Ahead of the launch of its ‘ad blocking’ Chrome browser on February 15, Google states that only 1% of publishers will be affected once the internet browser officially rolls out next week.
Google’s Chrome ad blocking feature, in partnership with the Coalition for Better Ads Standards, will block intrusive ads that don’t conform to guidelines, such as auto-playing video ads and pop-ups. Websites that fail to comply with the standards will be given 30 days notice to remove any offensive ads or Google will block them entirely.
What was once initially a concern for publishers who rely on such ads as a stream of revenue doesn’t look so bad according to the tech giant’s exclusive report claiming the vast majority would be cleared from the ad-blocking feature.
As part of Google’s review to ensure publishers are aware of intrusive ads on their website and compliant with the advertising rules, the tech firm reviewed over 100,000 websites in North America and Europe in June 2017.
Out of the websites surveyed, only 0.5% were at the “warning level” of ads being at risk of blocking, while 0.9% were flagged at “failing level”.
Publisher websites such as the LA Times, Chicago Tribune and Forbes, which previously contained ads that Google’s Ad Experience report flagged as violating standards, have since fixed the issues ahead of the changes this February.
“There’s a user experience issue online,” stated Scott Spencer, director of product management for sustainable advertising at Google; “If web experiences are annoying experiences, people will not want to search the web.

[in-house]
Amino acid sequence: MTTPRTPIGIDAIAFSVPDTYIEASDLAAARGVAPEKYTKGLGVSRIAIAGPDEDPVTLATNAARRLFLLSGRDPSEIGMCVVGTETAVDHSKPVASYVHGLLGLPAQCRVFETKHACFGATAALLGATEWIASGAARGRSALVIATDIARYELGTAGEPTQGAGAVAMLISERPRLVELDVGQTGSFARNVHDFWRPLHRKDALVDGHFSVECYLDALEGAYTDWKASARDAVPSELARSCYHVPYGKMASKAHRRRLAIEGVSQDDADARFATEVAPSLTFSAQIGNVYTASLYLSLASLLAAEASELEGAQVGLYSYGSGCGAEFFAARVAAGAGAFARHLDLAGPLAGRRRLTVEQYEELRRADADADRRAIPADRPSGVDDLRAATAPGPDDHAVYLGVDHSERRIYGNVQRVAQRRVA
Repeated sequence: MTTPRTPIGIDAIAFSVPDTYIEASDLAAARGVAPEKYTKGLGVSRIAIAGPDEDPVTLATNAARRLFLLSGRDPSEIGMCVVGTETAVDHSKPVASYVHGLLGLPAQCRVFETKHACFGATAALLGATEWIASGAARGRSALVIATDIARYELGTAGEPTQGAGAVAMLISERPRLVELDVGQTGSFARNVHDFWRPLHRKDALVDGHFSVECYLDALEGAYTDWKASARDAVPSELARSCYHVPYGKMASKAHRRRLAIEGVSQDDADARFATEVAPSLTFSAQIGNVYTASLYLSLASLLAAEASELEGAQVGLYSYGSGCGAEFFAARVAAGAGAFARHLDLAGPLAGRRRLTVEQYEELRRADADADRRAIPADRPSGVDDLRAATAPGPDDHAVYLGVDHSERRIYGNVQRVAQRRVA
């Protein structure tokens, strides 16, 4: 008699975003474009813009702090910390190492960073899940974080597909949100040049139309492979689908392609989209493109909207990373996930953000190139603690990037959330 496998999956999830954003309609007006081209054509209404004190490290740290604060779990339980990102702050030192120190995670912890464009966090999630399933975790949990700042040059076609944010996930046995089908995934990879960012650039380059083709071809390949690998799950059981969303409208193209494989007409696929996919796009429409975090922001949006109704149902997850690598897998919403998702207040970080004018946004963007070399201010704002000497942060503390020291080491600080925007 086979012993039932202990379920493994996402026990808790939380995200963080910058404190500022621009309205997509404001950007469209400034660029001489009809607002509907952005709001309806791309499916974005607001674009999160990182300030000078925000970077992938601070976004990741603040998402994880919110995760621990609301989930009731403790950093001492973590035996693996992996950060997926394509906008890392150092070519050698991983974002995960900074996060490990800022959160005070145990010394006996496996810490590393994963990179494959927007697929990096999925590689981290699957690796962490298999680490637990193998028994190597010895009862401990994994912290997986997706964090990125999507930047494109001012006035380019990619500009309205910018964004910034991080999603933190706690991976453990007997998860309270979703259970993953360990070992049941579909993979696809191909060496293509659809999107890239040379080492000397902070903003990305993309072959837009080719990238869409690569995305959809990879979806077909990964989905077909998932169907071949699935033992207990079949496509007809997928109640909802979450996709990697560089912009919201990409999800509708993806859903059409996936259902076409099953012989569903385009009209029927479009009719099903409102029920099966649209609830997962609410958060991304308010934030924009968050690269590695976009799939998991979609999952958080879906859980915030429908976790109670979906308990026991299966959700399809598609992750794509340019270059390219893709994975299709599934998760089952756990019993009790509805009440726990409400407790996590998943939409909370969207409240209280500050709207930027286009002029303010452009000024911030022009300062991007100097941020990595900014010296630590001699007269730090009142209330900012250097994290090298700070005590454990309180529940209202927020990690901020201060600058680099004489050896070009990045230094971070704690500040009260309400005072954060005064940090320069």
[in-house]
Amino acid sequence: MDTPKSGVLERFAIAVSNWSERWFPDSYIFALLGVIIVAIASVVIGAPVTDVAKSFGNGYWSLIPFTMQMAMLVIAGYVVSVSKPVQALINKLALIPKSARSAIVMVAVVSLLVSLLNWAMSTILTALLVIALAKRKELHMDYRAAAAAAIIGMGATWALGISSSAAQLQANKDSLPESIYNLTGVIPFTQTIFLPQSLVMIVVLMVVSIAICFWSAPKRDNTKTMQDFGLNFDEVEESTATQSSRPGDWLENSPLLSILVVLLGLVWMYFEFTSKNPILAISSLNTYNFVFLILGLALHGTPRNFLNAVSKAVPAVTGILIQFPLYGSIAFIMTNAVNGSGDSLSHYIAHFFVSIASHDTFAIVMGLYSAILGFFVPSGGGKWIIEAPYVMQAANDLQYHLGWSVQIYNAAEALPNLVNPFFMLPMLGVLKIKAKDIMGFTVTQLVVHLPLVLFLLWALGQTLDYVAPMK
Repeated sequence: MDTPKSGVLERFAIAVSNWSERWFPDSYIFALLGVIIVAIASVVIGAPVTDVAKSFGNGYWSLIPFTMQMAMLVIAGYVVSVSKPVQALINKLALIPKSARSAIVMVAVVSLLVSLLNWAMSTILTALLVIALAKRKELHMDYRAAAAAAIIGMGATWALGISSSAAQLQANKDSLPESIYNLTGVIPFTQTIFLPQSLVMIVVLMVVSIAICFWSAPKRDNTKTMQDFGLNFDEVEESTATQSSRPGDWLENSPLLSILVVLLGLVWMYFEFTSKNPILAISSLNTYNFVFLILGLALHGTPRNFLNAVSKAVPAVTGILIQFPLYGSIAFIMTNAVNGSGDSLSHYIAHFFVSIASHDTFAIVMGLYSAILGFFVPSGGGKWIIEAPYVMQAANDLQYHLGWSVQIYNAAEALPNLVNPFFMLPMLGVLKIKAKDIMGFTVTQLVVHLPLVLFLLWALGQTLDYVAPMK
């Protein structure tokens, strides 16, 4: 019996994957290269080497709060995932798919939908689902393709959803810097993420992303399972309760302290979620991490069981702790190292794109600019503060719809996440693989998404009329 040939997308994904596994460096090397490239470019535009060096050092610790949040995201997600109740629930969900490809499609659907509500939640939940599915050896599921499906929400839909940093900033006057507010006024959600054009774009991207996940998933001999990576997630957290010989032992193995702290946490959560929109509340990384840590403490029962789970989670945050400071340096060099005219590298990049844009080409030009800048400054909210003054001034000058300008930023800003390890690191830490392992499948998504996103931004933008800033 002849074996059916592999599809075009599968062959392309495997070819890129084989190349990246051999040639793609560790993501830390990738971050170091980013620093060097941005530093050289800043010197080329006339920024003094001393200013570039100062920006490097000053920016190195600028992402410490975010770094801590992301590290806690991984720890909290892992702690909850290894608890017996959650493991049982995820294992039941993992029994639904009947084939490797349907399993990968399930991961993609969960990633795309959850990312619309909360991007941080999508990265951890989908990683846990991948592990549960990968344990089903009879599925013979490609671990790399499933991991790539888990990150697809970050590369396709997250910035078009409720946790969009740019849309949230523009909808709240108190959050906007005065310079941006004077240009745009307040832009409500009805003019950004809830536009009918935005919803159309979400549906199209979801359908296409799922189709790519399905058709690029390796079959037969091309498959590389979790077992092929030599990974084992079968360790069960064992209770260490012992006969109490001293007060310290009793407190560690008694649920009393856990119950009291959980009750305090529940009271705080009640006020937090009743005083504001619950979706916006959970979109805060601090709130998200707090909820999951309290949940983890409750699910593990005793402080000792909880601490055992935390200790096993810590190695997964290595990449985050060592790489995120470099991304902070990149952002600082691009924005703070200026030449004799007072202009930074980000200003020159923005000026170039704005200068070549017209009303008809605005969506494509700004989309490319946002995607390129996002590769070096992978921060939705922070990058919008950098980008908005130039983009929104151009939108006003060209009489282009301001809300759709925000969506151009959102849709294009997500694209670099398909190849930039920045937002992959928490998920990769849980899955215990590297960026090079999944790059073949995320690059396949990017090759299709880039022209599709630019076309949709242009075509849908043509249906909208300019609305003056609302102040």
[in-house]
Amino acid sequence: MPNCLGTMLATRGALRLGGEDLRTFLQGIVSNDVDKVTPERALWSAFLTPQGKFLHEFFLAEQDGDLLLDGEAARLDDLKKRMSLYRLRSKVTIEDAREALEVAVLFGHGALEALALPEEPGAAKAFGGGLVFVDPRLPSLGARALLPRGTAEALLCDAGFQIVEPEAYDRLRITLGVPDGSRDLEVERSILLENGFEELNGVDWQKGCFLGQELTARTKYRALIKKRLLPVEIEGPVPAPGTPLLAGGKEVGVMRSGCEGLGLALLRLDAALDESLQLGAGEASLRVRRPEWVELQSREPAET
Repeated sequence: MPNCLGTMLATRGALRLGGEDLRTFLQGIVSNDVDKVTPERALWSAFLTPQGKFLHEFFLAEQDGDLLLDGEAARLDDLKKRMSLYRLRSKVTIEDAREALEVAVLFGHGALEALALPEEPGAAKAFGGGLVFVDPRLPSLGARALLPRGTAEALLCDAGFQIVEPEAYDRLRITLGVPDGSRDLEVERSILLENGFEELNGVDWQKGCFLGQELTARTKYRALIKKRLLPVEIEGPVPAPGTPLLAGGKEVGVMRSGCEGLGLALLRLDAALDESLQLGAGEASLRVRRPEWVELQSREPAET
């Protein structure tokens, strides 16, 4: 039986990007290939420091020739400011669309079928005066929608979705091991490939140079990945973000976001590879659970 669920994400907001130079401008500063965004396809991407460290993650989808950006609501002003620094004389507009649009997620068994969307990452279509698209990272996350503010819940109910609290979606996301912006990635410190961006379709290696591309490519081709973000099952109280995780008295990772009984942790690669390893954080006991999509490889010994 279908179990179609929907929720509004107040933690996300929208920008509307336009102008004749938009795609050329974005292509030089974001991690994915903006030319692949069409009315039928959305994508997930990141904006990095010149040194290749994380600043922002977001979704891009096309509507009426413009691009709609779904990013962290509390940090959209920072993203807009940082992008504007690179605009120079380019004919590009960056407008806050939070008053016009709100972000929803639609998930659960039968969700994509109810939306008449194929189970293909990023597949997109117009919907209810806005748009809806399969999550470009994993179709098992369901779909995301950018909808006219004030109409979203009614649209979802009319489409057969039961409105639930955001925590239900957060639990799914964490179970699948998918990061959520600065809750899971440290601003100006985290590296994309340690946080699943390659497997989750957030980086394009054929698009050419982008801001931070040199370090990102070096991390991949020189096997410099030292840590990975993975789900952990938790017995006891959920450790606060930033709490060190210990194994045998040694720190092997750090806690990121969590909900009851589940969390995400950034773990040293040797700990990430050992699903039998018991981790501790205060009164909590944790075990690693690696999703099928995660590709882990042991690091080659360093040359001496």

“We make money on search and good user experiences,” he added.
Relief for publishers?
In addition to its research, Google has set some criteria for publishers once its Chrome browser has been updated. For instance, publishers will have a 7.5% non-compliance threshold before any ads are blocked; this will then lower to 2.5% as publishers work to comply their ads with the advertising standards.
On top of this, pop-up ads that appear every time a user visits a page will be weighed by page views while house and promotional ads according to the tech firm are cleared from the ad-blocker all together.
So for publishers who rely on ads as a source of revenue this may very well be a sign of relief as long as their ads are compliant, or are making efforts to be compliant, with the advertising standards.